Persuasive AI could corrupt human behaviour, study suggests – Techerati

Researchers demonstrate the corrupting influence of Natural Language Processing

A lot of fearmongering surrounding the rise of AI relates to the (possibly exaggerated) concern that a super-intelligent might enslave the entire human race.

While that debate rumbles on, researchers have unearthed a more immediate challenge presented by the AI-powered speech generator GPT-2, released by OpenAI last year.

If you recall, the AI research lab’s chatty tool wowed the developer community last year with its ability to generate convincingly coherent prose from any arbitrary input.

Following GPT-2’s release, it didn’t take long for observers to warn that the impressively powerful NLP algorithm wasn’t all fun and games, highlighting an array of risks that the tool could pose in the wrong hands.

One such concern is that GPT-2 generated text could corrupt and persuade people to break ethical norms. In a new study, researchers from University of Amsterdam, Max Planck Institute, Otto Beisheim School of Management, and the University of Cologne, tested this hypothesis.

Their sobering findings read: “Results reveal that AI-generated advice corrupts people, even when they know the source of the advice. In fact, AI’s corrupting force is as strong as humans”

Dyadic test

The team asked 395 participants to write down ethically sound or questionable advice, forming a dataset which was used to train GPT-2 to generate new advice that promoted honesty or dishonesty.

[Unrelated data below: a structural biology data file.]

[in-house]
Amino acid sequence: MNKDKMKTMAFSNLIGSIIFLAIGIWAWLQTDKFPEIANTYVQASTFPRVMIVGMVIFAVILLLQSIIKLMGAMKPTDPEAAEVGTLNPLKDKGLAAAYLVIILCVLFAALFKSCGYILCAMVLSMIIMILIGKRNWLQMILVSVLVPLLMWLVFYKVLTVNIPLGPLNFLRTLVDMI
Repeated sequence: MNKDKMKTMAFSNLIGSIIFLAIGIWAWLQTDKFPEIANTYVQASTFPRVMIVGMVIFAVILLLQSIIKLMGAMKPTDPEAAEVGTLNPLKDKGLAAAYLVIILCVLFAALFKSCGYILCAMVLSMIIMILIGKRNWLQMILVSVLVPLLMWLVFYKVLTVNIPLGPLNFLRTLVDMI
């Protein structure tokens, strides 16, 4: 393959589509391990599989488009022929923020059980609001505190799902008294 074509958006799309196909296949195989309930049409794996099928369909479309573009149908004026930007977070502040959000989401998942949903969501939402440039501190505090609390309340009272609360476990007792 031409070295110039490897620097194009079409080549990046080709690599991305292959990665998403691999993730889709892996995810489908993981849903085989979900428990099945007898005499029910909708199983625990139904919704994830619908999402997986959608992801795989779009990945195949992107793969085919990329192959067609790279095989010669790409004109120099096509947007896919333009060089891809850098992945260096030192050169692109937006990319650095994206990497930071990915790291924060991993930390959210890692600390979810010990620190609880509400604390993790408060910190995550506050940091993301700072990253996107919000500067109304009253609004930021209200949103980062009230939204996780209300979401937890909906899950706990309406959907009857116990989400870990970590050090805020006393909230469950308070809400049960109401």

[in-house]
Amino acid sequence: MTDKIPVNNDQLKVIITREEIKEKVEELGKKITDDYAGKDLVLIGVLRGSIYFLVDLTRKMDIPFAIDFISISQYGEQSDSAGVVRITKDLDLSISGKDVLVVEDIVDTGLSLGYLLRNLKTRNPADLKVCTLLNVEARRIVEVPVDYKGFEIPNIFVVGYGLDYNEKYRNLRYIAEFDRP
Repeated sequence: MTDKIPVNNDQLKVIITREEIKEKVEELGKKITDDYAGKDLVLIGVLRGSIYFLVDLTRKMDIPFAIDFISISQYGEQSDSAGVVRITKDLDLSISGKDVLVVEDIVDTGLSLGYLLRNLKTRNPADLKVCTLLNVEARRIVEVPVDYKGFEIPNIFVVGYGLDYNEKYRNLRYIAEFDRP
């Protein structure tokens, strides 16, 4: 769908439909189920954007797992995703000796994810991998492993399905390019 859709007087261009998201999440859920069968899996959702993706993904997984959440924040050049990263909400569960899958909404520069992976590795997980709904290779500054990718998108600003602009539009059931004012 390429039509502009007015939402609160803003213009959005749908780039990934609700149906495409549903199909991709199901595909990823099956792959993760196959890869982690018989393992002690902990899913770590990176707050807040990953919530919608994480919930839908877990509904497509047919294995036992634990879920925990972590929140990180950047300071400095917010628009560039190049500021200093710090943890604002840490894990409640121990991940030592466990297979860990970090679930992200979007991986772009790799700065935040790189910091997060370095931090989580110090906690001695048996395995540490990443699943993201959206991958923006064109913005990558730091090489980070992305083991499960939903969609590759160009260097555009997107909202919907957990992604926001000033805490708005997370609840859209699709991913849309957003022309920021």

A group of 1572 then read the instructions and were immediately presented with a classical psychological task designed to test honesty and dishonesty.

Participants were paired in dyads, composed of a first and second mover. The first mover then rolled a die in private and reported the outcome. The second mover learned about the first mover’s report, rolled a die in private, and reported the outcome as well.

Only if the first and second mover reported the same outcome (a double), were they paid according to the double’s worth, with higher doubles corresponding to higher pay. If they reported different outcomes, they were not paid.

The die-rollers were randomly assigned to honesty-promoting or dishonesty-promoting advice that was either human written or AI-generated and either knew the source of the advice or that there was a 50-50 chance that it came from either humans or AI.

Those who didn’t know the source of the advice could earn additional pay if they guessed the source correctly. A control group of participants did not receive any advice from either source.

Compared to the no advice control, honesty-promoting AI did not have any influence on behaviour. Whereas dishonesty-promoting AI significantly increased financially-motivated behaviour even when die-roller knew it was AI.

If participants did not know the source of the advice, the effect of AI-generated advice was indistinguishable from that of human-written advice.

“Even when knowing that an algorithm, not a human, crafted the advice, people followed it,” the researchers reflected. “The power of self-serving justifications to lie for profits seems to trump aversion towards algorithms.”

As a way of limiting AI’s corruptive force, the researchers called on developers to rigorously test its negative potential influence before deployment ‘as a key step towards managing AI responsibly’.